a day out with a difference
With Ângela Viegas.
As Marketing Manager for Four Seasons Fairways, I’m constantly reminded by visitors to our lovely resort how fortunate I am to live in the holiday paradise that is the Algarve. That’s why I was delighted to act as tour guide to “Lavender and Lovage” food blogger, Karen Booth, on her recent trip here.
I decided to show Karen some of the real” Algarve, with experiences she might not otherwise encounter, and to now share these with you.
Taking into account Karen’s interest in food, we started our trip at the Olhão fish market, open six mornings a week. Just a short drive from Faro, Olhão is the largest fishing port in the Algarve and the fish market reflects this with stunning choice and display. Once famous for its fishing and canning of tuna and sardines, this charming seaside town, set by the estuary of the Ria Formosa, is also the gateway to some of the most beautiful islands in Portugal, reached on one of the many regular boat trips departing from the sea front. Walking around the narrow streets of Moorish architecture, we followed the “tales path”, a selfguided walking tour that connects five of the main squares in the historical area. Each square has been given an original tale, perpetuating the town’s collective memory and a way to learn more about the past and its people. We had lunch at Restaurante O Bote, one of the many facing the Ria Formosa, and enjoyed the locally caught fresh sea offerings with monkfish and prawn skewers and the traditional “papas com conquilhas” (polenta with clams flavoured with garlic and coriander) - just like the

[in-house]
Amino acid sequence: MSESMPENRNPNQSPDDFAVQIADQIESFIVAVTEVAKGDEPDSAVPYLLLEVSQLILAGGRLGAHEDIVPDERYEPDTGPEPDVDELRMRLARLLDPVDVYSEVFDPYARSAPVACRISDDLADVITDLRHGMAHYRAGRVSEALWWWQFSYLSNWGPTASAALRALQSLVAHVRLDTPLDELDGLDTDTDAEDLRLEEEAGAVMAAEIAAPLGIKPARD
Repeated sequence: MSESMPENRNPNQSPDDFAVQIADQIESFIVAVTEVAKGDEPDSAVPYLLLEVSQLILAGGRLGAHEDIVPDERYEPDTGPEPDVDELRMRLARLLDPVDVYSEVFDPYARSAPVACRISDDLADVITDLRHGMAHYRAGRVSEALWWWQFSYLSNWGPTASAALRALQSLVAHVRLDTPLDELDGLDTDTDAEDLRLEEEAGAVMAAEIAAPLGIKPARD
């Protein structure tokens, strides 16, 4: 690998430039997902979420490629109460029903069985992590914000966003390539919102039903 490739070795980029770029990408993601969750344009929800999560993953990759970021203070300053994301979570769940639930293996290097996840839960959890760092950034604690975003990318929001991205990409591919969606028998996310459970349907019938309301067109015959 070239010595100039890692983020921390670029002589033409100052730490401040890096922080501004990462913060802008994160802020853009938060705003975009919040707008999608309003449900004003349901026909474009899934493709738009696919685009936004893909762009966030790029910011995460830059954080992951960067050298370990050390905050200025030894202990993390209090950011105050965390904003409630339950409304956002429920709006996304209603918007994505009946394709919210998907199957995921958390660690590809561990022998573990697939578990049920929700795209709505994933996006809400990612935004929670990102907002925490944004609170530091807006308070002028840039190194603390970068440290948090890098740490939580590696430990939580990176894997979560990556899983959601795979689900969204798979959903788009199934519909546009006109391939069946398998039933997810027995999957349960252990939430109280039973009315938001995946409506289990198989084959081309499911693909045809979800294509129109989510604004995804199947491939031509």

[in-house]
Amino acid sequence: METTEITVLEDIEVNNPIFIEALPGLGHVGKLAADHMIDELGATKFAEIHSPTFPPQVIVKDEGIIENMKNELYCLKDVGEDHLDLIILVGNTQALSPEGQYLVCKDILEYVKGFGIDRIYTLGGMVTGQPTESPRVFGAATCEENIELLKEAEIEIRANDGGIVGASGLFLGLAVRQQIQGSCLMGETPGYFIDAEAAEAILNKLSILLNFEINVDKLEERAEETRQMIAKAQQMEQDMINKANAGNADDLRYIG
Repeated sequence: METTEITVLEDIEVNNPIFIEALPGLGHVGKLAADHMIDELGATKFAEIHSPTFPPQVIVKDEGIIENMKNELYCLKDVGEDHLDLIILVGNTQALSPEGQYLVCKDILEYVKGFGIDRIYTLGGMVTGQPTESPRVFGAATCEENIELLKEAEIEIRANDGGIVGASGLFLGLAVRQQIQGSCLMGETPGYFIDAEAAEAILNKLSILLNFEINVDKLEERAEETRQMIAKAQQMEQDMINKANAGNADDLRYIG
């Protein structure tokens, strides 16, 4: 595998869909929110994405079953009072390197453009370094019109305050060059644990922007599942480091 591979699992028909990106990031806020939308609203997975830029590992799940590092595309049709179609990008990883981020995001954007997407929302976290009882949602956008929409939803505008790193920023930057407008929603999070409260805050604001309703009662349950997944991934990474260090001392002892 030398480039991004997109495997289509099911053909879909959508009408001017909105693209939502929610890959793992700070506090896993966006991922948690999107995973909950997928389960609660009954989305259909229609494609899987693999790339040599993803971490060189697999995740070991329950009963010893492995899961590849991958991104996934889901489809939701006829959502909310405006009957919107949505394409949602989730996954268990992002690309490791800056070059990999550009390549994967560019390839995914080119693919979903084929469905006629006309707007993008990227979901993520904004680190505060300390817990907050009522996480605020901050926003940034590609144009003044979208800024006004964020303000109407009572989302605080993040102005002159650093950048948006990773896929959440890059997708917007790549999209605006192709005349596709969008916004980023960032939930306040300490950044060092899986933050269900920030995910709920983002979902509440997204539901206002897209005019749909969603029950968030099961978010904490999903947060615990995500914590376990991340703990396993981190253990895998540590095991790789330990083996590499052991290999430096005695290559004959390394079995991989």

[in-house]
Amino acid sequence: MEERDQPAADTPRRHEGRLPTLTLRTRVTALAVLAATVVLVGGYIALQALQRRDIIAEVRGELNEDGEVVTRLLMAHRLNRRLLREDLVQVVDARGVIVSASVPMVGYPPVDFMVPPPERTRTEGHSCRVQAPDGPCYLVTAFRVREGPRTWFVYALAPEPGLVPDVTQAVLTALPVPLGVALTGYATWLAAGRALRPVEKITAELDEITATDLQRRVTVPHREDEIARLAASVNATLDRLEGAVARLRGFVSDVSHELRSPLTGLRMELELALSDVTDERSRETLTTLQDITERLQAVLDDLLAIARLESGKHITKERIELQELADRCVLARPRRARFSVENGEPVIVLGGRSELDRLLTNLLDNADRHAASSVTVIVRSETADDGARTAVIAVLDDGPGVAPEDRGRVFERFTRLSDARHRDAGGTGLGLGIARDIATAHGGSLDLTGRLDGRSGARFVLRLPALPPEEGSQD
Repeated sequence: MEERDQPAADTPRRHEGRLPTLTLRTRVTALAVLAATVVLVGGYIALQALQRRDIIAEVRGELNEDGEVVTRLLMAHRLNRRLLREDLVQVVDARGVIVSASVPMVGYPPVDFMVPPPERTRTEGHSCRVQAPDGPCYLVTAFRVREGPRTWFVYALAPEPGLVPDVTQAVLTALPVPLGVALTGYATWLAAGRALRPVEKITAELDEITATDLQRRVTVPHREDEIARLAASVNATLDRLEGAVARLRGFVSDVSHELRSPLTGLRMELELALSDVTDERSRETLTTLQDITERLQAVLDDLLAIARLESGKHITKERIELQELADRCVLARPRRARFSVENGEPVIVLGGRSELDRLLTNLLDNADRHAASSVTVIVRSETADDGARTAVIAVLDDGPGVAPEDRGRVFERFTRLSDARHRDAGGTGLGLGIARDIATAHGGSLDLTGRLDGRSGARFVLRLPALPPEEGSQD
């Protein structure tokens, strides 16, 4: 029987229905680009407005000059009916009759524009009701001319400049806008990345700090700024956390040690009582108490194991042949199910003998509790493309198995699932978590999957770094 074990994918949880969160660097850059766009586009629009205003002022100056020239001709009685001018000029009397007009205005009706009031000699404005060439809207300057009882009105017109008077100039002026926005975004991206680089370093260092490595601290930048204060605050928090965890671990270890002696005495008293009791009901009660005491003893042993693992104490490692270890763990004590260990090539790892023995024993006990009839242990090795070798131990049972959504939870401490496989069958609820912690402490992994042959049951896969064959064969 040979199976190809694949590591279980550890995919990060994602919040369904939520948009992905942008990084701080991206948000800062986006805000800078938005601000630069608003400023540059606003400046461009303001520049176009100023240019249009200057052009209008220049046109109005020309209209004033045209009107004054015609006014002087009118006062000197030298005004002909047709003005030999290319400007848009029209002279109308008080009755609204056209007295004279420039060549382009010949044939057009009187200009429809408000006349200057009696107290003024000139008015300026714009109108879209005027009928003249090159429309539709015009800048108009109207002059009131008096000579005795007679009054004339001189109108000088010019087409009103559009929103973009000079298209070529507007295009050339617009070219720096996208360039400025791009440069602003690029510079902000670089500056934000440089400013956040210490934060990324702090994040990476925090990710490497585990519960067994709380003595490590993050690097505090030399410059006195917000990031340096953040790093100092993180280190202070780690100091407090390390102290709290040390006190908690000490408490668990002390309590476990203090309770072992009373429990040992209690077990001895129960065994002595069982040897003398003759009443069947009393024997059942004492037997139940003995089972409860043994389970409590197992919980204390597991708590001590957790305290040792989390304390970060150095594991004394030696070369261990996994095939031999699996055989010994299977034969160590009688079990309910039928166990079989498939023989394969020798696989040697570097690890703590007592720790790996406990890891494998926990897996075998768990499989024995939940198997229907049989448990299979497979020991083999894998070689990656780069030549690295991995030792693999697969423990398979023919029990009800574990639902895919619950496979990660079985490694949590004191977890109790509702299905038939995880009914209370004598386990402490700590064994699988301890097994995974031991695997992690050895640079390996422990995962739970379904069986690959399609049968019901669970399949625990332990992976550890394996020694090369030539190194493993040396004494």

ones my great-grandmother used to give me as a child.
To continue the foodie theme, we then travelled to São Brás (18km north of Olhão) and visited a small artisanal cheese factory, “Portal dos Queijos” (portaldosqueijos.pt) located right by the market in São Brás. They make delicious local cheeses including “fresh”, cured, goat’s and quark cheeses, as well as artisan yogurts.
One of the highlights for me was the last couple of hours we spent at Dias de Aromas, an organic herb farm near São Brás. This unassuming farm exports its herbs internationally, such is their quality. The smell of the herbs was heavenly. We learnt about the growing conditions, how to team the flavours with different types of food and were allowed to pick what we wanted as we wandered through the herb beds. We also saw the farm’s 1,000-year-old olive tree.
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